Arts: Laugh? They were almost civilised

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Gandhi said, when asked about Western civilisation, that it would be a good idea. Presumably he was just being sniffy about the West, but you could say the same thing about any civilisation. Once you've settled down and started tilling the fields, embracing monotheism and telling barbarian jokes, you can give it five days before somebody starts moaning about the good old days ("I miss when we used to be a horde") and celebrating the nobility and decency of uncivilised folk. But, however dull and oppressive it turns out in practice, civilisation always looks good on paper.

More to the point, it looks good on clay tablets, which is what Michael Diamond took as a starting-point for his 15-part history of Civilisation on the World Service last Sunday. (No apologies for reviewing another World Service programme, even if most readers find reception difficult; the World Service deserves all the support we can give it.) Diamond placed the beginnings of civilisation in Mesopotamia 5,000 years ago, with the invention of cuneiform - wedge-shaped writing on clay - to assist the processes of Sumerian bureaucracy.

Civilisation is potentially a war-zone, and Diamond approaches it slowly and deliberately, with a factual presentation, refusing to get drawn into debates. In particular, he sidesteps defining what civilisation is. But his picture of ancient Mesopotamia identified some features that are, if not necessary to civilisation, certainly typical of it: cultivation of crops (irrigation), cities, abstract nouns, charging interest on loans, literature.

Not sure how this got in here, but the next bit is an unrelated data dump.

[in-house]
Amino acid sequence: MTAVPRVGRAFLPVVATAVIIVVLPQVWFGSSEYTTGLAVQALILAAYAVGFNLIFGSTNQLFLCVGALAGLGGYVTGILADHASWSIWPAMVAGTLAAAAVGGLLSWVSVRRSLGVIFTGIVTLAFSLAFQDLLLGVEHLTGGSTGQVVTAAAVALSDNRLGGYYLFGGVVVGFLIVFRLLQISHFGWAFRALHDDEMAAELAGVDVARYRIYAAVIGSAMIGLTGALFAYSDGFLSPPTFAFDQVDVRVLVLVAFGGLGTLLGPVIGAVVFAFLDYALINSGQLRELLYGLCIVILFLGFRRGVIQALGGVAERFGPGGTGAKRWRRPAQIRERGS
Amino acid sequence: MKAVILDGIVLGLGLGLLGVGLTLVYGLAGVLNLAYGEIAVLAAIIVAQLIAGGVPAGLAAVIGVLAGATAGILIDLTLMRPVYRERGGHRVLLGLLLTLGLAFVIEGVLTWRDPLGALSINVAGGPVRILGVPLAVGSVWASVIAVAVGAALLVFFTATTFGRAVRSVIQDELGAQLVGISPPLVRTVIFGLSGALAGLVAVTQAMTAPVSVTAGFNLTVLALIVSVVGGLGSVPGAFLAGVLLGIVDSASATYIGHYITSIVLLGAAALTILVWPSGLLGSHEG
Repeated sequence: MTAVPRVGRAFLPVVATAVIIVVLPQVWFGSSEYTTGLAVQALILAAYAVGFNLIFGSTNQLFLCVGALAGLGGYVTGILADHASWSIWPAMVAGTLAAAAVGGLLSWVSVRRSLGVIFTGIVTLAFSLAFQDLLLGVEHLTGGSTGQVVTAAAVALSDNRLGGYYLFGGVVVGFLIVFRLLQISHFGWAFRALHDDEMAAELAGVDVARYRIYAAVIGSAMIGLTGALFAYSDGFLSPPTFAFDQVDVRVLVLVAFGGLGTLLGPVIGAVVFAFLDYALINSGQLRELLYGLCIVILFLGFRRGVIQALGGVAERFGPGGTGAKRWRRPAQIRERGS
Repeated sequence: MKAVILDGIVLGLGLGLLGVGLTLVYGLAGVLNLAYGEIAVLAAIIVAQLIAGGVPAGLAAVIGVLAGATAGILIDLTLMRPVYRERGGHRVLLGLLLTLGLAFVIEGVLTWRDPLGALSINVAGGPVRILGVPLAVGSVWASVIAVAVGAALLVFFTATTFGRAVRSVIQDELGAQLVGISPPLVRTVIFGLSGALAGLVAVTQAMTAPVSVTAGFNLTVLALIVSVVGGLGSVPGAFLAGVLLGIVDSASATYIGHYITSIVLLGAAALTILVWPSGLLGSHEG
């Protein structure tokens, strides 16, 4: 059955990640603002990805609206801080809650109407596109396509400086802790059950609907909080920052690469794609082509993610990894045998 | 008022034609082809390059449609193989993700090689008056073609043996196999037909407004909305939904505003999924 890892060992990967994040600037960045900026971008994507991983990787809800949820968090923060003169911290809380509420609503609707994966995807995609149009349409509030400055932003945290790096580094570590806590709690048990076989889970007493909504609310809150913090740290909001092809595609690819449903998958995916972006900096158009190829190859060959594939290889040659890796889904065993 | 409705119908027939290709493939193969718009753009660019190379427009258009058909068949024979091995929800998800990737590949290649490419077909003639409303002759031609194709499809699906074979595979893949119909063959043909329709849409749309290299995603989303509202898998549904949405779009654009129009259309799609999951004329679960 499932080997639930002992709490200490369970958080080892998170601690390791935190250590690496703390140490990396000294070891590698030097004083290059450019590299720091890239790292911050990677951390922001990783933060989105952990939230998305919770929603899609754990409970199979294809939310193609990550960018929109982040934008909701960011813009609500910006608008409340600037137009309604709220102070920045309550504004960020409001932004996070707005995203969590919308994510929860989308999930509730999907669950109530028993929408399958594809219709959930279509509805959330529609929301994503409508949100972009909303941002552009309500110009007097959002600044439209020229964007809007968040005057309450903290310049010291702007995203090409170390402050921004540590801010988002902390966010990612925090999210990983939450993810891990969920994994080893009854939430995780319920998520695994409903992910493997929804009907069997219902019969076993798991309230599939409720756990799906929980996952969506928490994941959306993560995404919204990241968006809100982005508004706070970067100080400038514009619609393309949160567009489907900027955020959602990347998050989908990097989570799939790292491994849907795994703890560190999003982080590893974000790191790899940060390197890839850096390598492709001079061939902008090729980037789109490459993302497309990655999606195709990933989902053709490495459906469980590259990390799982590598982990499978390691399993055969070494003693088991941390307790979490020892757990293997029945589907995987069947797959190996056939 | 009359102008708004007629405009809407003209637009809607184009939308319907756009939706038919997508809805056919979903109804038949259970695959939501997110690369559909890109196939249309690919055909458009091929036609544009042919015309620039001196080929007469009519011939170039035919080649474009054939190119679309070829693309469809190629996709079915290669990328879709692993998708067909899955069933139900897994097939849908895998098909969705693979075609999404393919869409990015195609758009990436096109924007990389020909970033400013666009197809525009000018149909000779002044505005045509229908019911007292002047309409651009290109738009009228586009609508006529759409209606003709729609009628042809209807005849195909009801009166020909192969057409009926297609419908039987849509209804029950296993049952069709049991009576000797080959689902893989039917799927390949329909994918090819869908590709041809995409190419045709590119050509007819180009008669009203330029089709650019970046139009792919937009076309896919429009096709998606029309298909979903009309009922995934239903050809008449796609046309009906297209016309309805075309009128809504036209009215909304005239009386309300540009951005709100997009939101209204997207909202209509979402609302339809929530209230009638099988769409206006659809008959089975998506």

Interestingly, money is not on the list. Compare and contrast Rob Long's Conversations with My Agent, read by Rob Morrow as last week's Late Book on Radio 4. The book is based on Long's experiences as a television scriptwriter in Los Angeles, where money is more than a central feature, even in the way that a sunflower is a central feature of a Van Gogh. Money is the paint.

But Long's beef with Hollywood is not the commodification of creativity - though he has a fine riff on the way that the local argot reduces any project to "a piece of business". Money, which washes around the place like water in a toilet, is abstracted in a way it never is in the real world, where scarcity makes it seem more concrete. How much money you have bears no relation to your success: a sitcom Long has written faces cancellation, but he has his contract renewed at a vastly favourable rate.

This isn't quite a morality play, then, but a nervous, earthling view of a planet where terrestrial morality is out of place. Nor does Long try to draw it as a primitive, philistine society, which it clearly is not. During the filming of Long's sitcom, some dogs run riot, and the studio audience roars. Long's agent congratulates him. "But they're not laughing at what we want them to laugh at," Long points out. "They never are," says the agent. This is a good working definition of life; and a society that has achieved this depth and simplicity is surely civilised in the profoundest sense.